Impact and Generational Wealth

Senior Vice President, Jamie, shares his perspective on creating community impact through inclusive economic development.

February 22, 2022 3 Minute Read


Tell us how your journey led you to CBRE 

I had the benefit of having family in the commercial real estate business, so that's unique—especially for African Americans.  My uncle is kind of the patriarch; he is a well-known developer in South Los Angeles. Therefore, I had a unique perspective about the early value that these communities had, even though they weren't mainstream for most traditional occupiers and investors. 
I was fascinated, honestly, as a kid about development...something about when a new project would come out of the ground. To this day, I still think it's one of the most unique experiences because it really has the ability to impact and change a community—from curing blight to generating tax revenue to creating jobs. This was something, just from a very fundamental standpoint, I was fascinated by.

I've been with CBRE going on 18 years now, so it's been quite a journey. My official title—this is a new title—Senior Vice President as of February 2022. Prior to that, I was First Vice President. I'm a transaction advisor, so a fully commissioned broker. I run a dedicated team in Los Angeles that focuses on retail leasing, investment in sales, as well as commercial office and some land use development.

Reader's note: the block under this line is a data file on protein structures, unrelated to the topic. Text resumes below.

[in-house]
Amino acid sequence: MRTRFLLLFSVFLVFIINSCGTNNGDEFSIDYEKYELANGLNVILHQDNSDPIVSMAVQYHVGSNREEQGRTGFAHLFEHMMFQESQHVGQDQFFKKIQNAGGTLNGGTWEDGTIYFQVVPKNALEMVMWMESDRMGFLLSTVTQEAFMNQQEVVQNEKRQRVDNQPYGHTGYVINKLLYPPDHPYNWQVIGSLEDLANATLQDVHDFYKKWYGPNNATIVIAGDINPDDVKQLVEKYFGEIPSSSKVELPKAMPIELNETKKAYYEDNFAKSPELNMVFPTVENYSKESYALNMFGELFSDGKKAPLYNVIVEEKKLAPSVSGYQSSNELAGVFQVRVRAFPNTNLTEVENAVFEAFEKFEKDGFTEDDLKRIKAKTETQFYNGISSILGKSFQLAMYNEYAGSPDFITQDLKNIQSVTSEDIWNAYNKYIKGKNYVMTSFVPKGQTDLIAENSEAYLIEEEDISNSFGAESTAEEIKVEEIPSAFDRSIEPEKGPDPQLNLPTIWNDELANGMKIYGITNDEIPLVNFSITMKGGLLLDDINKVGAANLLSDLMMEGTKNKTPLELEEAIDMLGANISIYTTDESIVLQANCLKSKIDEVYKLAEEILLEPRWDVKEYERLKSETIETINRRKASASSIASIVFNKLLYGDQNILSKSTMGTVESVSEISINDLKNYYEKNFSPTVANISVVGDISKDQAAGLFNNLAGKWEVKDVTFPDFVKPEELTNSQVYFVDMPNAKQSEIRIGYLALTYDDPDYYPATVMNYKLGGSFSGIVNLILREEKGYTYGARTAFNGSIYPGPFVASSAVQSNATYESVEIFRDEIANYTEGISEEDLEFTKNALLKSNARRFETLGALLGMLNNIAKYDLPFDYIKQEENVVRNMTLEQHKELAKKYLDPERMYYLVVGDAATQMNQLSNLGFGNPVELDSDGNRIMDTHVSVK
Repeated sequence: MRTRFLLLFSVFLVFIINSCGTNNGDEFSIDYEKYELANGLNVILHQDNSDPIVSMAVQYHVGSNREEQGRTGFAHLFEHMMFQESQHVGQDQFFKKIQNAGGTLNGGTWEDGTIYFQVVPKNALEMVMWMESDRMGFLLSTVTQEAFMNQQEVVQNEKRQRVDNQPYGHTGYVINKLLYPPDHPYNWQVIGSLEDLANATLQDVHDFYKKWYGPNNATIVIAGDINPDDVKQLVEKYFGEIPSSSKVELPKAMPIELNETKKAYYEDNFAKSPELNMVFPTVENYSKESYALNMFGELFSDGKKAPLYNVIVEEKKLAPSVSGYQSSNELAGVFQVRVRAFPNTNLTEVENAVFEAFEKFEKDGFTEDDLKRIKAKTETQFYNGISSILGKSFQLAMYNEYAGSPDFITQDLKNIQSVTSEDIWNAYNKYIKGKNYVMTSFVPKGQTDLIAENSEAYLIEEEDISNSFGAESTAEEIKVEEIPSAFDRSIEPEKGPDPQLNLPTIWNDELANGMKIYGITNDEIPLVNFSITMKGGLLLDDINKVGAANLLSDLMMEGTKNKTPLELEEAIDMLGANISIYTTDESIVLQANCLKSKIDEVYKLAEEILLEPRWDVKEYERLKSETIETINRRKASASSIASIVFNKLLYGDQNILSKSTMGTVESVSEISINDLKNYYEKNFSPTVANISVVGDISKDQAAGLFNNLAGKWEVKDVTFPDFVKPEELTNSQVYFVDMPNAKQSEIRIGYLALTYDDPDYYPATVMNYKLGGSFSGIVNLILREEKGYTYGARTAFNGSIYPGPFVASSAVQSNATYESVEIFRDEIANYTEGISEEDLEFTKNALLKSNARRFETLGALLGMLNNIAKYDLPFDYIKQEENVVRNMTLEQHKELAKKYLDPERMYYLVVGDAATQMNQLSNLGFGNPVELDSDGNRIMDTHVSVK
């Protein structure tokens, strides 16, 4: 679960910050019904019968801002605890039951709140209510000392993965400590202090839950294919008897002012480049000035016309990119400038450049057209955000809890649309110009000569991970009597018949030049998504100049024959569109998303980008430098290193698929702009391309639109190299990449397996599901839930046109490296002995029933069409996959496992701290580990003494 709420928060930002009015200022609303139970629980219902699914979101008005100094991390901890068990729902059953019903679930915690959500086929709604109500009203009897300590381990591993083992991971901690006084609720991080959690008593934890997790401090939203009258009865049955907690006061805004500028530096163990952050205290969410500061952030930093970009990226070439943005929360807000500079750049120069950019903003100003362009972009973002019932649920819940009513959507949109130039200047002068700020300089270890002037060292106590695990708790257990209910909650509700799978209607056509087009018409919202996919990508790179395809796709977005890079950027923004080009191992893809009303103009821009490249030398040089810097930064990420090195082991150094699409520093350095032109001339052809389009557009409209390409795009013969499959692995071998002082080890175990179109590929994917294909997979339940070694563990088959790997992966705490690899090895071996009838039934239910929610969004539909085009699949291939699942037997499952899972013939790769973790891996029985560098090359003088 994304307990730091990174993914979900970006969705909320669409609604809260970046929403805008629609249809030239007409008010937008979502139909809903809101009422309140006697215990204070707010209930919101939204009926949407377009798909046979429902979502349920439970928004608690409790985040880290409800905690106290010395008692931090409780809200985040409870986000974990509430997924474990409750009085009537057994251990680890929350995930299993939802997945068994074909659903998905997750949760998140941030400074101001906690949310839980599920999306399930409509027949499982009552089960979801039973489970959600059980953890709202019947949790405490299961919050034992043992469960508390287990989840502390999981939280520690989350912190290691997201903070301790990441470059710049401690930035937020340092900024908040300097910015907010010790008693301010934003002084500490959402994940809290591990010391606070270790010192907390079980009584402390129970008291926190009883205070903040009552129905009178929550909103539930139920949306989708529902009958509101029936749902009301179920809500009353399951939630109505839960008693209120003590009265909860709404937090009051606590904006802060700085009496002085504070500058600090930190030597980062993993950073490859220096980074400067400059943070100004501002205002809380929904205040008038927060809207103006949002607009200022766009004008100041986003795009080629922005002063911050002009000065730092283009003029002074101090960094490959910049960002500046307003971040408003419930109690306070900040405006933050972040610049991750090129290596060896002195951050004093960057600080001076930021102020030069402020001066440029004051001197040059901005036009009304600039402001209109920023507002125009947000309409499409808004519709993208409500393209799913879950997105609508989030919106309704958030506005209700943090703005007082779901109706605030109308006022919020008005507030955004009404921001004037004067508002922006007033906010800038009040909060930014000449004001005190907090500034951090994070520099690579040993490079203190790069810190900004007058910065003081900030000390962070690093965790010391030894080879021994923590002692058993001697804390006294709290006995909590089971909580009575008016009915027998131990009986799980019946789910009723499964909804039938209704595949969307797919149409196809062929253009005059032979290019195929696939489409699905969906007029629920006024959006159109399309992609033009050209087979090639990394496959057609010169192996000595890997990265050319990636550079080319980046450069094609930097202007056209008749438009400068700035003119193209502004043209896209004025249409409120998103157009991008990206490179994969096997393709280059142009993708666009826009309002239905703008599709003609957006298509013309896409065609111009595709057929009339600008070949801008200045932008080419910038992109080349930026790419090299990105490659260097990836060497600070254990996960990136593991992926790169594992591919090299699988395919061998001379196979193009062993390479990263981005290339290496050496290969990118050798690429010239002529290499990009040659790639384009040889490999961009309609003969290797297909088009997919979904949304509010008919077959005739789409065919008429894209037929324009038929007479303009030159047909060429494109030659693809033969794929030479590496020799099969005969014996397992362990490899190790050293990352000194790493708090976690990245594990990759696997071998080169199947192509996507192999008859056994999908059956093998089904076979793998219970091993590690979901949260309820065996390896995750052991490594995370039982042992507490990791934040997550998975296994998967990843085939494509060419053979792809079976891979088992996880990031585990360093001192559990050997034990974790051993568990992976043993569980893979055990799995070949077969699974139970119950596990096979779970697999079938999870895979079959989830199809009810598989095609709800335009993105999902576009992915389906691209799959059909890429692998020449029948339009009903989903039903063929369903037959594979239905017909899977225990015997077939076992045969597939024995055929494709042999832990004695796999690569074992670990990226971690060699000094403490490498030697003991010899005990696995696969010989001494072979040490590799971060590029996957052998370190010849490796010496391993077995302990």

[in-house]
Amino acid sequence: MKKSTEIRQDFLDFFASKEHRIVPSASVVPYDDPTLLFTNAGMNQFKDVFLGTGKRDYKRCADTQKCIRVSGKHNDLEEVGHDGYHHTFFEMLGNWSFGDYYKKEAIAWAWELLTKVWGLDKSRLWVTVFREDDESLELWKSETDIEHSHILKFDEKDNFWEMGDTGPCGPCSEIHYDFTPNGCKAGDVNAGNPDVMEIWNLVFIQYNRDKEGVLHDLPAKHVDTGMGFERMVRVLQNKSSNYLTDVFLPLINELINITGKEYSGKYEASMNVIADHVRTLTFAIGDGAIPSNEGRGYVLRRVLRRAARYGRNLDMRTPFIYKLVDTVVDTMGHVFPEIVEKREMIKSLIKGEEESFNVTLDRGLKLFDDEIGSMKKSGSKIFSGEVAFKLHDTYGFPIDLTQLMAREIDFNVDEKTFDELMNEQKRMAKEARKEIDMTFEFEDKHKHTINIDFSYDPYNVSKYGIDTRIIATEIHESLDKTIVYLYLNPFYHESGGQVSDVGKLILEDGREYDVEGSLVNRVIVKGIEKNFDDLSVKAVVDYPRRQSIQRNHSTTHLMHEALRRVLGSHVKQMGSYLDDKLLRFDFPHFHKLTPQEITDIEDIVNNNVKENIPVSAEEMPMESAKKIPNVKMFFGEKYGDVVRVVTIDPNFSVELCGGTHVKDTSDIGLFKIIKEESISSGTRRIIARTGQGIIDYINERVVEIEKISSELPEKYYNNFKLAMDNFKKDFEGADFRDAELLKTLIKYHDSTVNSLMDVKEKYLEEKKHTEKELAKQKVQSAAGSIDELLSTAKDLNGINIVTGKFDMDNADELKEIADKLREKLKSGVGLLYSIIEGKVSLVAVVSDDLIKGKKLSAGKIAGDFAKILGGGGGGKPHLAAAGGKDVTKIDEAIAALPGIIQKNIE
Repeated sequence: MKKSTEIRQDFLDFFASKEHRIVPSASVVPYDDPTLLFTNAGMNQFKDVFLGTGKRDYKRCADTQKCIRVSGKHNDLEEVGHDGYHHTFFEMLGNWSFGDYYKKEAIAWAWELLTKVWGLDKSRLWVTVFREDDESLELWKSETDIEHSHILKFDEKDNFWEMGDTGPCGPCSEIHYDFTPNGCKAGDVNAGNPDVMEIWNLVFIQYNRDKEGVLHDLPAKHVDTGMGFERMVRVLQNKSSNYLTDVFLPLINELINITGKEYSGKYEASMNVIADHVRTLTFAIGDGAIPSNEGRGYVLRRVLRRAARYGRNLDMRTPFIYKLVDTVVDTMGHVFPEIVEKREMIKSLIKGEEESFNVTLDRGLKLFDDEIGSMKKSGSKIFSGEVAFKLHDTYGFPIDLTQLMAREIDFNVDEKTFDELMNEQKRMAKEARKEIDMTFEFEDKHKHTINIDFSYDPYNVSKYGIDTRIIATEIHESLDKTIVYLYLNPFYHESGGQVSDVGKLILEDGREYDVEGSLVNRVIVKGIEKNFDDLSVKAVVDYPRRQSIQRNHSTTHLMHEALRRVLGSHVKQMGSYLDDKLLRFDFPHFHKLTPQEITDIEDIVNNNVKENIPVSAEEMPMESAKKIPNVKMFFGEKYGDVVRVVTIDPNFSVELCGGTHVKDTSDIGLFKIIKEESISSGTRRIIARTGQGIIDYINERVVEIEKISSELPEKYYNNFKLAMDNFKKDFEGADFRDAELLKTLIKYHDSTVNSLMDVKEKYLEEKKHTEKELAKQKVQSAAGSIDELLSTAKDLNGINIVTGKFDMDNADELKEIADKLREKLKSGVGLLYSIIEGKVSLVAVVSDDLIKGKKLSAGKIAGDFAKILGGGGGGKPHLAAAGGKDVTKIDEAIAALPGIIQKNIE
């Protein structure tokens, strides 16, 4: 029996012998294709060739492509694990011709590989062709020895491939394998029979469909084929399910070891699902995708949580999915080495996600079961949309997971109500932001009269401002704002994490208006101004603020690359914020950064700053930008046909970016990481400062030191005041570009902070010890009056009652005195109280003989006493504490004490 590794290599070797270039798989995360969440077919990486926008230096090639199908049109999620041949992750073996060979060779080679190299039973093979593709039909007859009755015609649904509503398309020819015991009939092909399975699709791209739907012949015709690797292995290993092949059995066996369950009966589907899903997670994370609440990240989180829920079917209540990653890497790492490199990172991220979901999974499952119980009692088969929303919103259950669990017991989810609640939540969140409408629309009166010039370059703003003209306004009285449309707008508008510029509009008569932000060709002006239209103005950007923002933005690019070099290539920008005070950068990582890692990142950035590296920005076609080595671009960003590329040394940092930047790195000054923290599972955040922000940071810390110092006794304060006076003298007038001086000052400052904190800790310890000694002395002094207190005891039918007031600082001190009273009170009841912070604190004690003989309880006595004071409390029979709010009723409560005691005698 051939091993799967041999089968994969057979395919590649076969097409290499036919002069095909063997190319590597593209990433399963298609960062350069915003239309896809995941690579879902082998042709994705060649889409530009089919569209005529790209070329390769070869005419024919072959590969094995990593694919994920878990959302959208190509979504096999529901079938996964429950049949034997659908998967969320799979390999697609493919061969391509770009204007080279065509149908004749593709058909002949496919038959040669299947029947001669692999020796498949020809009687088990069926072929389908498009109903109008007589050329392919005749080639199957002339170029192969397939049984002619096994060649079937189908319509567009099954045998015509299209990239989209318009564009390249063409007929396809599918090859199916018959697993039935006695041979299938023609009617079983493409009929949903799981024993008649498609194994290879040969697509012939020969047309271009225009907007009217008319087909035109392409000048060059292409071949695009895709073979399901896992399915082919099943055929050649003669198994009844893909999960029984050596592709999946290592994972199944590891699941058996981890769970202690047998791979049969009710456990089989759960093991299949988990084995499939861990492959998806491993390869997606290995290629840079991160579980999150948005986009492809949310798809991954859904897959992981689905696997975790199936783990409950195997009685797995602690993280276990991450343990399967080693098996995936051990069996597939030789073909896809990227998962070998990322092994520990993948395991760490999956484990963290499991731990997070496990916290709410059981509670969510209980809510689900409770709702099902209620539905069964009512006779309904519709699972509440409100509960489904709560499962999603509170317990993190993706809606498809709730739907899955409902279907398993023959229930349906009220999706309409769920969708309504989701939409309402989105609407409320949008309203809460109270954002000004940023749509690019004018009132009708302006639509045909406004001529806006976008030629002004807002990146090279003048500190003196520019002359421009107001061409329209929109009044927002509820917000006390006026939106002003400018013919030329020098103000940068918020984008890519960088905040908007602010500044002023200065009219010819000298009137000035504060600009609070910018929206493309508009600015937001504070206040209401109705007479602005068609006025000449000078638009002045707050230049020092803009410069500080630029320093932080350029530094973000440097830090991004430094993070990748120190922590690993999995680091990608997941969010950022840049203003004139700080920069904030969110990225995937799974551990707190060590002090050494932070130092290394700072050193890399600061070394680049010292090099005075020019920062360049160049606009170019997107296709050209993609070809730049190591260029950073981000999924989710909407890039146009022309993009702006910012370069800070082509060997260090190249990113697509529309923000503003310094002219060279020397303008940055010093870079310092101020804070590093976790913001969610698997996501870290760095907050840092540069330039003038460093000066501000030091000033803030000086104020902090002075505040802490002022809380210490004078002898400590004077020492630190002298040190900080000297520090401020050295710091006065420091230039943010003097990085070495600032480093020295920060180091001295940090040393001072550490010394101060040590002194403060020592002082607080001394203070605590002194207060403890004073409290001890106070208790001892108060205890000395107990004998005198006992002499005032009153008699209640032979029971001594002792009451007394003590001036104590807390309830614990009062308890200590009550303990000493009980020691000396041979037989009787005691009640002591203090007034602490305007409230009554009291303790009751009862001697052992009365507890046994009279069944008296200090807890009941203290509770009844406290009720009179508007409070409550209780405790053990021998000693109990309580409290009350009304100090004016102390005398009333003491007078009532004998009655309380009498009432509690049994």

You began your career in Commercial Real Estate early on. Going back to your uncle’s influence, did you always have a desire to be in this industry? 

Prior to CBRE, I was interning at a number of entertainment companies and, at one time, I actually thought I was going to be an agent. Boyhood Jamie probably wanted to be an actor or something. But I'd have to credit my older brother who worked for the city [of Los Angeles]. He’d say, “if you really want to know about real estate, go to commercial real estate. And if you're going to go, go to CBRE.” So I’d like to say I had this vision, but he had the benefit of knowing about these guys because he had worked with some of them with the city. 
I got an interview for a very comprehensive training program known as the Wheel Program, and I was fortunate enough to get on board right out of college. It's been a winding road, given the starts and stops and the Great Recession. But when you're really working—not only in something you enjoy, but in our case, in a community like South L.A. where you're really doing good at the same time—it kind of supersedes anything that’s just work. That's how I got my start at CBRE. 

Exposure and relationships were key components for you on this journey. How important would you say those elements are, especially in the Black community, when it comes to an industry like Commercial Real Estate? 

It's a great question. You know, people often talk about access to capital as a big barrier in the business. I would say access to relationships is really the key differentiator. Because if you can find a great deal and you're in the right circles and you know who to go to...I mean honestly, the people I've seen who have succeed across all racial lines, they have the relationships. So although I didn't know much, I knew enough coming out of college to know that I'm a competitive guy. I'm an entrepreneur at heart. I wanted the ability to work in an industry where I could control my own income and my own schedule. As it was introduced to me, CBRE and brokerage specifically, it offered that opportunity. And really, what CBRE gave me was that credibility. I got in the company to learn not only what I thought I wanted to know, but also what I did not know.